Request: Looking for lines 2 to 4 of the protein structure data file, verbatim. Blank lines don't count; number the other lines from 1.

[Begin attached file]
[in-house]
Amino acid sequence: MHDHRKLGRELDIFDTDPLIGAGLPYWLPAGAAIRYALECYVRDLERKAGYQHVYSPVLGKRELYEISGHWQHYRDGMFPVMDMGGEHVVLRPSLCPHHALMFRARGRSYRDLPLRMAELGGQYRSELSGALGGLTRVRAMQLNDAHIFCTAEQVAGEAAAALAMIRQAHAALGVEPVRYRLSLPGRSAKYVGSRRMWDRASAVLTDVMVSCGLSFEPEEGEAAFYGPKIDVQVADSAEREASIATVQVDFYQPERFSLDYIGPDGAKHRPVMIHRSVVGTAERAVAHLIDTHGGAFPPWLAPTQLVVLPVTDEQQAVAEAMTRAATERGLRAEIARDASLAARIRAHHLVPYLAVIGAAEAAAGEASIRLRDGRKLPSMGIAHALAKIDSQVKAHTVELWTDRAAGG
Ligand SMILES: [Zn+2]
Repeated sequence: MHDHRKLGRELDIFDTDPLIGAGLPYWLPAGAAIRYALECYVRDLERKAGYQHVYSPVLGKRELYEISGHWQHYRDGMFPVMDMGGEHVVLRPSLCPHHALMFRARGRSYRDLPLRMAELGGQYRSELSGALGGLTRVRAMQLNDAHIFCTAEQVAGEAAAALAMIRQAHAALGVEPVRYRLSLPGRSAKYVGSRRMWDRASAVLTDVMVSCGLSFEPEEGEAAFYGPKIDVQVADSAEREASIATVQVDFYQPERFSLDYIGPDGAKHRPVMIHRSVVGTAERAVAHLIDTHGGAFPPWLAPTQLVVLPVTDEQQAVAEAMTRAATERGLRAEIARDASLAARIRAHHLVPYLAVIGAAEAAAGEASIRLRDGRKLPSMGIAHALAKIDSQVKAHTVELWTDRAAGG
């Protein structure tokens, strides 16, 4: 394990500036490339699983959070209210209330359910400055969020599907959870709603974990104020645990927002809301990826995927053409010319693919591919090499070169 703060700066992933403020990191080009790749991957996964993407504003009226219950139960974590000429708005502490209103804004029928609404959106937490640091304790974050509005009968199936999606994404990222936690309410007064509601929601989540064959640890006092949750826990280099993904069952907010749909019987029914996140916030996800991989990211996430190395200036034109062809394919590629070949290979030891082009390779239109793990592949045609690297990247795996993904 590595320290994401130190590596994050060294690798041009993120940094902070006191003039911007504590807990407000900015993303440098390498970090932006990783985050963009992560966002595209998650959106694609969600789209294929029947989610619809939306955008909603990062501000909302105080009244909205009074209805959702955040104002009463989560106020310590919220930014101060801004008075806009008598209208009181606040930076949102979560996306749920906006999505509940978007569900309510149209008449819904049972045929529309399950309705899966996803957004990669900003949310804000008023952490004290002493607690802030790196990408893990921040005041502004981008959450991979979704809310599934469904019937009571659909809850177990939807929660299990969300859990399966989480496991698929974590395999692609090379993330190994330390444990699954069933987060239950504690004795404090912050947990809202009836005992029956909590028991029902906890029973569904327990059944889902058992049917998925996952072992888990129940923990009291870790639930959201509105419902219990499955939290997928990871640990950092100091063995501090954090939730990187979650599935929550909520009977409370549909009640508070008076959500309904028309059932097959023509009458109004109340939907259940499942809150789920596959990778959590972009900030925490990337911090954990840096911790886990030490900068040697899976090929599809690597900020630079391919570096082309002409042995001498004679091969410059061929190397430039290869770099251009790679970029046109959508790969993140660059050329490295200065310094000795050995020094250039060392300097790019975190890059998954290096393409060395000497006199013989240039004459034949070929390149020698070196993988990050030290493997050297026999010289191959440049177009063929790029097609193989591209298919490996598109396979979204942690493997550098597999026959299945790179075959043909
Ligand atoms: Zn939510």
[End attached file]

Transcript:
Amino acid sequence: MHDHRKLGRELDIFDTDPLIGAGLPYWLPAGAAIRYALECYVRDLERKAGYQHVYSPVLGKRELYEISGHWQHYRDGMFPVMDMGGEHVVLRPSLCPHHALMFRARGRSYRDLPLRMAELGGQYRSELSGALGGLTRVRAMQLNDAHIFCTAEQVAGEAAAALAMIRQAHAALGVEPVRYRLSLPGRSAKYVGSRRMWDRASAVLTDVMVSCGLSFEPEEGEAAFYGPKIDVQVADSAEREASIATVQVDFYQPERFSLDYIGPDGAKHRPVMIHRSVVGTAERAVAHLIDTHGGAFPPWLAPTQLVVLPVTDEQQAVAEAMTRAATERGLRAEIARDASLAARIRAHHLVPYLAVIGAAEAAAGEASIRLRDGRKLPSMGIAHALAKIDSQVKAHTVELWTDRAAGG
Ligand SMILES: [Zn+2]
Repeated sequence: MHDHRKLGRELDIFDTDPLIGAGLPYWLPAGAAIRYALECYVRDLERKAGYQHVYSPVLGKRELYEISGHWQHYRDGMFPVMDMGGEHVVLRPSLCPHHALMFRARGRSYRDLPLRMAELGGQYRSELSGALGGLTRVRAMQLNDAHIFCTAEQVAGEAAAALAMIRQAHAALGVEPVRYRLSLPGRSAKYVGSRRMWDRASAVLTDVMVSCGLSFEPEEGEAAFYGPKIDVQVADSAEREASIATVQVDFYQPERFSLDYIGPDGAKHRPVMIHRSVVGTAERAVAHLIDTHGGAFPPWLAPTQLVVLPVTDEQQAVAEAMTRAATERGLRAEIARDASLAARIRAHHLVPYLAVIGAAEAAAGEASIRLRDGRKLPSMGIAHALAKIDSQVKAHTVELWTDRAAGG